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Article

W. Bartley Hildreth, Samuel J. Yeager, Gerald J. Miller and Jack Rabin

This paper presents a model of government saving in order to examine several questions regarding the personal and professional saving preferences or inclinations of a…

Abstract

This paper presents a model of government saving in order to examine several questions regarding the personal and professional saving preferences or inclinations of a national sample of local government finance managers. First, is personal propensity to save related to a preference for local government saving? Second, is personal propensity to spend related to the finance managers' opinions about their local government's spending? Third, what are the determinants of finance managers' propensity to save or spend, both personally and for their local government? Results confirm that finance managers have a personal propensity to save and a positive view toward local government saving. The opposite, propensity to spend, is also influenced by personal preference. Determinants of these behaviors are explored.

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Journal of Public Budgeting, Accounting & Financial Management, vol. 24 no. 2
Type: Research Article
ISSN: 1096-3367

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Journal of Public Budgeting, Accounting & Financial Management, vol. 22 no. 4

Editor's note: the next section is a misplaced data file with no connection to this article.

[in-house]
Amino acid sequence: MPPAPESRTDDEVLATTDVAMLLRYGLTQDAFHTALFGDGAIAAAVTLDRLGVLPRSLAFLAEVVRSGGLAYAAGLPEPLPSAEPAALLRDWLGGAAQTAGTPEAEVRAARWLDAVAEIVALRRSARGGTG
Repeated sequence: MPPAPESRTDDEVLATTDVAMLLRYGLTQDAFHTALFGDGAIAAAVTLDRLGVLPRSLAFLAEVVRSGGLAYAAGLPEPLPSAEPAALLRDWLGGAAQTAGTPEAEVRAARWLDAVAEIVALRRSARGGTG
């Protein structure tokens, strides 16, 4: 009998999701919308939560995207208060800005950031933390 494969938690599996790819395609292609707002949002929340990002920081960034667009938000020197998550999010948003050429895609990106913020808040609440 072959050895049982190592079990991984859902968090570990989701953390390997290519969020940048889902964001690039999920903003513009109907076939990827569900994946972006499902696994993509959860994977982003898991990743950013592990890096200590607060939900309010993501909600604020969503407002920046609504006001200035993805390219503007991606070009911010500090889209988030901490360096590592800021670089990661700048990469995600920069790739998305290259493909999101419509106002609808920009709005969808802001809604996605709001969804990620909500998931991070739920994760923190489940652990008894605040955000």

Type: Research Article
ISSN: 1096-3367

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Journal of Public Budgeting, Accounting & Financial Management, vol. 22 no. 2
Type: Research Article
ISSN: 1096-3367

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Article

John F. Sacco and Gerard R. Busheé

This paper analyzes the impact of economic downturns on the revenue and expense sides of city financing for the period 2003 to 2009 using a convenience sample of the…

Abstract

This paper analyzes the impact of economic downturns on the revenue and expense sides of city financing for the period 2003 to 2009 using a convenience sample of the audited end of year financial reports for thirty midsized US cities. The analysis focuses on whether and how quickly and how extensively revenue and spending directions from past years are altered by recessions. A seven year series of Comprehensive Annual Financial Report (CAFR) data serves to explore whether citiesʼ revenues and spending, especially the traditional property tax and core functions such as public safety and infrastructure withstood the brief 2001 and the persistent 2007 recessions? The findings point to consumption (spending) over stability (revenue minus expense) for the recession of 2007, particularly in 2008 and 2009.

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Journal of Public Budgeting, Accounting & Financial Management, vol. 25 no. 3
Type: Research Article
ISSN: 1096-3367

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Journal of Public Budgeting, Accounting & Financial Management, vol. 22 no. 3
Type: Research Article
ISSN: 1096-3367

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Journal of Public Budgeting, Accounting & Financial Management, vol. 17 no. 4
Type: Research Article
ISSN: 1096-3367

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Journal of Public Budgeting, Accounting & Financial Management, vol. 22 no. 1